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Thread: Round MTB Stays

  1. #26
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    Why crimp both stays? Why not just crimp the drive side stay and only in the area where the chain ring(s) need to pass and/or cut and weld a tube or plate to create a small recess in the critical area of the drive side stay.

    Also, are you guys using True Temper 22.2mm round stays or just generic 4130 tubing? (Henry James as Versus tubing in 22.2mm size so it seems this is an option). If you are using generic 4130 tubing where are you ordering it from?
    Mark Farnsworth, Raleigh, NC
    http://farnsworthbikes.com

  2. #27
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    The crimp is for the crank arm not the chainrings. I used 7/8" x .035" 4130.
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  3. #28
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    Unless I am not understanding.... I see no reason to crimp for the end of the crank arm. It seems you could avoid the inference by simply bending to clear the crank arm.

    In any case 7/8 inches is about 22mm and it gets me thinking....

    I am planning to try to make a set of 22mm round stays for my next 29er. What I am planning now is to make a "S" bend stay. Up front on the drive side the inference is from my 36 tooth ring at around 55mm to the right of BB centerline. I figure that I need 3mm of clearance between the ring and the chainstay. At most the outer edge of the chainstay can be 52mm from center line if I don't crimp. With 22mm wide stays this means that my maximal tire clearance becomes (52 - 22) * 2 to give me a total of 60mm of tire clearance. If I reduce the width of the drive side stay to 15mm in just the critical area I obtain 74mm of clearance between the stays in the area of the chain ring. The non drive side stay can simply be pushed outward. Since the tire will be a little back from the area where the chain ring is I imagine that I can obtain clearance for some pretty wide rubber with full 22mm diameter on the non drive side.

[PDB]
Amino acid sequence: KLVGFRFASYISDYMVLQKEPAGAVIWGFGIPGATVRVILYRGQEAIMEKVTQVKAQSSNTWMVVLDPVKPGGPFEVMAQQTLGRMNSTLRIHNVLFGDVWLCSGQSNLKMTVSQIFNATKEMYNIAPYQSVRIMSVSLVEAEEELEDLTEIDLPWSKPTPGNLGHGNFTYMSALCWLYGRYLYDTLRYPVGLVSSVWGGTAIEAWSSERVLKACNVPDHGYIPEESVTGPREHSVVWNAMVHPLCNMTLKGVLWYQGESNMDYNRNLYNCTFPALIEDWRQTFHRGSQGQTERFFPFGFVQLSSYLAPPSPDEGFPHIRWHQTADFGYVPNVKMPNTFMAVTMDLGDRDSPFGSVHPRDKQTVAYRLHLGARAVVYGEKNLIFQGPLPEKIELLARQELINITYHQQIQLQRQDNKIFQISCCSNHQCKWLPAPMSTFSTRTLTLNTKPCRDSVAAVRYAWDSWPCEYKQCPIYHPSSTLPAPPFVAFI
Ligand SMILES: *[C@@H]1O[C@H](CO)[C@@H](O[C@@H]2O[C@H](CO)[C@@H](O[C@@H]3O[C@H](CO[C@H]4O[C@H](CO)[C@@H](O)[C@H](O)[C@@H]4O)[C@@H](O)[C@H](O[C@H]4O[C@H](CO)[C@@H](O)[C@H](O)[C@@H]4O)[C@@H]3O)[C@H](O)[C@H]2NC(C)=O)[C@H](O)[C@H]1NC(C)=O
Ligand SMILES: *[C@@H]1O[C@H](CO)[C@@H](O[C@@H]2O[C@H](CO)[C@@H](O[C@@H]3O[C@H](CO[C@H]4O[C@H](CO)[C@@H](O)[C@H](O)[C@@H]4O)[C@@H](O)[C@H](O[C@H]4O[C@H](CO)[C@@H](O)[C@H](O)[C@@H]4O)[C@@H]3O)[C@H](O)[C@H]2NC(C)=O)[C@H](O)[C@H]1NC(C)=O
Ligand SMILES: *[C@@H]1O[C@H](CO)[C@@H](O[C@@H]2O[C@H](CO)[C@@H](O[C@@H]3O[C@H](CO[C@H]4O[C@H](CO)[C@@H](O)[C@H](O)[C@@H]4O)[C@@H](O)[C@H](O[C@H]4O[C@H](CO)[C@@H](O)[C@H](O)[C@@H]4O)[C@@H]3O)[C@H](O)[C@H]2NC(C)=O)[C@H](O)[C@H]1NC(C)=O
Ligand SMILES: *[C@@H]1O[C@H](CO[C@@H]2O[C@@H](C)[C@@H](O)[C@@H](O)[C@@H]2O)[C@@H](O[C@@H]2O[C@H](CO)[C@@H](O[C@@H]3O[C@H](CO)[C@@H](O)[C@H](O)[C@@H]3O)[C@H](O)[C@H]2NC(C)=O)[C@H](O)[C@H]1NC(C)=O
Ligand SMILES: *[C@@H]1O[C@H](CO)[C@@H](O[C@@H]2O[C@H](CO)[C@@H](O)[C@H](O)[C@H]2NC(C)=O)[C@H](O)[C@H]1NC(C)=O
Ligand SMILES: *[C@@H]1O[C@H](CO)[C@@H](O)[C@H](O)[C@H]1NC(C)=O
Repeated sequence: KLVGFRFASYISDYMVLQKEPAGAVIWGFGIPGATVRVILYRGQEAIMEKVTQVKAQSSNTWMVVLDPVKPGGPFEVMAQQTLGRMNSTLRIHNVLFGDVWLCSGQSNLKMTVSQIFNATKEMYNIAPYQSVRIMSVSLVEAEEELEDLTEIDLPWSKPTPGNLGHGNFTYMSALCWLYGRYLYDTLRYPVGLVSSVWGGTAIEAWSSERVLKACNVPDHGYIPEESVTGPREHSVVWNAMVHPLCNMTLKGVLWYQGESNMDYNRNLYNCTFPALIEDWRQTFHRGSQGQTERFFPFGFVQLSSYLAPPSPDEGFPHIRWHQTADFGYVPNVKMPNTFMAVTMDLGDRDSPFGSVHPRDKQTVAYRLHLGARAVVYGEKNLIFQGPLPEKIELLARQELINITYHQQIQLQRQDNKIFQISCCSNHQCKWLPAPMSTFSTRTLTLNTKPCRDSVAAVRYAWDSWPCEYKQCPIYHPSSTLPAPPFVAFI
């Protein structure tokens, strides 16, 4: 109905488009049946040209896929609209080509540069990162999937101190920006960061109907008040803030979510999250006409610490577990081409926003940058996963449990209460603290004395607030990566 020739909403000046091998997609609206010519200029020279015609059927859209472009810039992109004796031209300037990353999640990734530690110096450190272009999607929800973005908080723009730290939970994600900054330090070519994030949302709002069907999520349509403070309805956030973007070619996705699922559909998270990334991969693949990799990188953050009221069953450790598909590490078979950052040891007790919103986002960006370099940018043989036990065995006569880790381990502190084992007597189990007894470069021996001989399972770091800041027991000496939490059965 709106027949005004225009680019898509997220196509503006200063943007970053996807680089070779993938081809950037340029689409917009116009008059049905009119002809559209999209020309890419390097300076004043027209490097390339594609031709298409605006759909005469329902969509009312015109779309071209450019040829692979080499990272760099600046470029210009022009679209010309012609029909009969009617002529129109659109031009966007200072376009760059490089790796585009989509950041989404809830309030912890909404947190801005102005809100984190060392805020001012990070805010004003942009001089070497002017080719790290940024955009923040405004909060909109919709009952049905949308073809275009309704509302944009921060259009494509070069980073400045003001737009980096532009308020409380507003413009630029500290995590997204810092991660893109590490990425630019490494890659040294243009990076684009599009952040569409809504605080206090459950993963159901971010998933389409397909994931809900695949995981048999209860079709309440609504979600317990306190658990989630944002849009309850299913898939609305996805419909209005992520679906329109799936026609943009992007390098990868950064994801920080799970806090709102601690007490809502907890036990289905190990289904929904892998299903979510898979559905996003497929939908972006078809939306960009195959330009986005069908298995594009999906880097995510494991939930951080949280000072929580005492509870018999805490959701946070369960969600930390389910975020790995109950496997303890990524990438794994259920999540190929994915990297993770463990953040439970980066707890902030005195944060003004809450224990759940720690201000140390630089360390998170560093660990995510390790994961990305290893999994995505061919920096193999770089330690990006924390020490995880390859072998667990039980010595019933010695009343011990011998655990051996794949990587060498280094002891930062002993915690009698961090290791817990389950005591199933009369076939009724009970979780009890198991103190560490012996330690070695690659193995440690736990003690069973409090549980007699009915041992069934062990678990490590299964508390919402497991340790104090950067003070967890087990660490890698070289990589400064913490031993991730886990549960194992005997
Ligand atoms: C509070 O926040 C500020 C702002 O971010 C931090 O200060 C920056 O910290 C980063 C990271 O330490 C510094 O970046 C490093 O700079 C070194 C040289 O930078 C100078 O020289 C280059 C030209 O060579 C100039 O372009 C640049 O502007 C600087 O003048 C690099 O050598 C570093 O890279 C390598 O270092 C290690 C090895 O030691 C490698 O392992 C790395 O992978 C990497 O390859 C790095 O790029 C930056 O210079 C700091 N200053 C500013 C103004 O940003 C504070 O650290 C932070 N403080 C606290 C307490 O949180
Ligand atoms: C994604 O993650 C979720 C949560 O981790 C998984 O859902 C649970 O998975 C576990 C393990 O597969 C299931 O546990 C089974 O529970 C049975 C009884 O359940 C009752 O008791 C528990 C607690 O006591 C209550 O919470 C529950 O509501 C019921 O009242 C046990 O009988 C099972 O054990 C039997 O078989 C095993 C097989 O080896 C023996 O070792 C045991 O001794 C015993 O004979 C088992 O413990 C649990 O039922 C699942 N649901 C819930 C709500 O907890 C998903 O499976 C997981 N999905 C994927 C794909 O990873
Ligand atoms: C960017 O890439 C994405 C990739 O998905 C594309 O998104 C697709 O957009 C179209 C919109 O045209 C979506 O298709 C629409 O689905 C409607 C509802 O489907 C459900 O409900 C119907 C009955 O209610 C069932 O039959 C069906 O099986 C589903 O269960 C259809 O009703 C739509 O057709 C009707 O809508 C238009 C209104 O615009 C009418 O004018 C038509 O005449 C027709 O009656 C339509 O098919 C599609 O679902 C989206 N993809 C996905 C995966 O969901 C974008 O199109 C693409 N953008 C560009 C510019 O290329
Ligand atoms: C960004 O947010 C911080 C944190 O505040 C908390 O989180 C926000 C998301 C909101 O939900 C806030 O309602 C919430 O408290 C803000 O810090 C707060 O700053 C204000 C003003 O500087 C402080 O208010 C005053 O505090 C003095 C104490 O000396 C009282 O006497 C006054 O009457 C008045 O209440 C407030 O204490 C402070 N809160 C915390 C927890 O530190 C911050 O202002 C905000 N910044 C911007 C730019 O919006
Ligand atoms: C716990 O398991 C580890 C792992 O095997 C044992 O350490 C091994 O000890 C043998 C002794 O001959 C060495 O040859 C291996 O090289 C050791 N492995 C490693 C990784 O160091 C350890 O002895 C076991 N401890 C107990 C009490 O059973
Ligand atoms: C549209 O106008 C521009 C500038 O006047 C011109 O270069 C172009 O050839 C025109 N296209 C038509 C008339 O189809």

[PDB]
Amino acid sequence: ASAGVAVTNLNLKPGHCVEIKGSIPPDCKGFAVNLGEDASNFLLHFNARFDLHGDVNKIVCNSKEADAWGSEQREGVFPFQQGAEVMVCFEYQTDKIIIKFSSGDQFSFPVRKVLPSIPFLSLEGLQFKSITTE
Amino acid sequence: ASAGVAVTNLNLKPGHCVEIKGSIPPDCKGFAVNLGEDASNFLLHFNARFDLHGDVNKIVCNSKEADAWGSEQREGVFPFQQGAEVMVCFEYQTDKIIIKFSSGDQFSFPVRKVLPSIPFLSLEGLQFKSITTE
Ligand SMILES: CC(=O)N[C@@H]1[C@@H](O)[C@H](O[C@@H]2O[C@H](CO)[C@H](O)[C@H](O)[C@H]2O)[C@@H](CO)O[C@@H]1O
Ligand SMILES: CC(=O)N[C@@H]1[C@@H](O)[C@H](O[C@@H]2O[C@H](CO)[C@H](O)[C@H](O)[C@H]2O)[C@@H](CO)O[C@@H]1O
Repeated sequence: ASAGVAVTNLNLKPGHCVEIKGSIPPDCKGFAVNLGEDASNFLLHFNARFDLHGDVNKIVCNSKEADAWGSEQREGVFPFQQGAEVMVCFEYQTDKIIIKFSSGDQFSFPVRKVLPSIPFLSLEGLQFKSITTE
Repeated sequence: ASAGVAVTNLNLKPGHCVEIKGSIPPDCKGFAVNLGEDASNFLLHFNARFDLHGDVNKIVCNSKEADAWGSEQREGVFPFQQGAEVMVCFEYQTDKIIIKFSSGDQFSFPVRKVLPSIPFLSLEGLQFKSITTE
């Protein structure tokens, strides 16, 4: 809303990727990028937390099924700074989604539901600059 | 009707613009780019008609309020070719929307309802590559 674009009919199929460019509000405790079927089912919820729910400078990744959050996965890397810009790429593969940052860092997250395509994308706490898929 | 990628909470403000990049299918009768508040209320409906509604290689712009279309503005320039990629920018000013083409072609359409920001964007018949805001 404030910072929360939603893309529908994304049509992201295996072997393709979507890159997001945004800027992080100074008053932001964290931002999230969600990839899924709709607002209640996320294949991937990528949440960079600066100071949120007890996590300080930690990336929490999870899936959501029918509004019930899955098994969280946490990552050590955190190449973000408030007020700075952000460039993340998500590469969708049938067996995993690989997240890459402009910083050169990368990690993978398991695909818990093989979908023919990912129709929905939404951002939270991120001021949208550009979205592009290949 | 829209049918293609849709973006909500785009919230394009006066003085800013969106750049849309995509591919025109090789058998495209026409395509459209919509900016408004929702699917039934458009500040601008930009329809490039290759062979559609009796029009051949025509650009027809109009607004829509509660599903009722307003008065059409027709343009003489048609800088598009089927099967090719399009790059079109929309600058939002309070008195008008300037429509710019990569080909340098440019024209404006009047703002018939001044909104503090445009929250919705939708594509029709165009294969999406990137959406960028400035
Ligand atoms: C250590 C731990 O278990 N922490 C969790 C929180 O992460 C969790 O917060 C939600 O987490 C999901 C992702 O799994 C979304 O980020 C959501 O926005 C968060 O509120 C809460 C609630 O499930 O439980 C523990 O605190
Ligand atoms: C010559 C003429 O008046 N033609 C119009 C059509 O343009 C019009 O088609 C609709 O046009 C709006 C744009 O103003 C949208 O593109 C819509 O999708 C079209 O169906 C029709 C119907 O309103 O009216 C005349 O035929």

Right now I am thinking about doing no crimping on the non-drive side and then on the drive side simply cutting a section of the chainstay out and welding in a small plate to stiffen and strengthen the stay. In effect it would be similar to a yoke style design but only on the drive side so it should be lighter then a traditional yoke style and stronger then crimping the stays. My plan is to use "S" style bending to avoid heel and crank arm inference problems.

    Any thoughts and has anyone done anything similar?
    Last edited by febikes; 01-03-2013 at 07:59 PM.
    Mark Farnsworth, Raleigh, NC
    http://farnsworthbikes.com

  4. #29
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    When I did this I wasn't bending my own stays so that's what I had to work with.
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  5. #30
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    Ummm...

    SEVEN eighths (.875) is 22.225mm.

    Anyway, I don't know much, only two frames in and only one style (Fat), but I've had ZERO problems getting the room I needed for a 4" tire with .750 round stays, a 100mm BB, and 2 (granny/middle) rings. I guess I'd like to see a drawing, since I'm totally visual. If you could not make the room otherwise, a very strategic sectioning and plating of a round stay might not lose you much if any strength, while giving you the clearance you need. Pick the right compromise and it should work fine, and look neat too. My gut says making a relief for the ring(s) is the way to go, but that is a flier off the top.
    Most people ply the Well Trodden Path. A few seek a different way, and leave a Trail behind.
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  6. #31
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    Quote Originally Posted by TrailMaker View Post
    SEVEN eighths (.875) is 22.225mm.
    I much prefer the metric system because it's easier to work with vs. all the fractions that people use with inches.
    Mark Farnsworth, Raleigh, NC
    http://farnsworthbikes.com

  7. #32
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    Quote Originally Posted by TrailMaker View Post
    a very strategic sectioning and plating of a round stay might not lose you much if any strength, while giving you the clearance you need. Pick the right compromise and it should work fine, and look neat too. My gut says making a relief for the ring(s) is the way to go, but that is a flier off the top.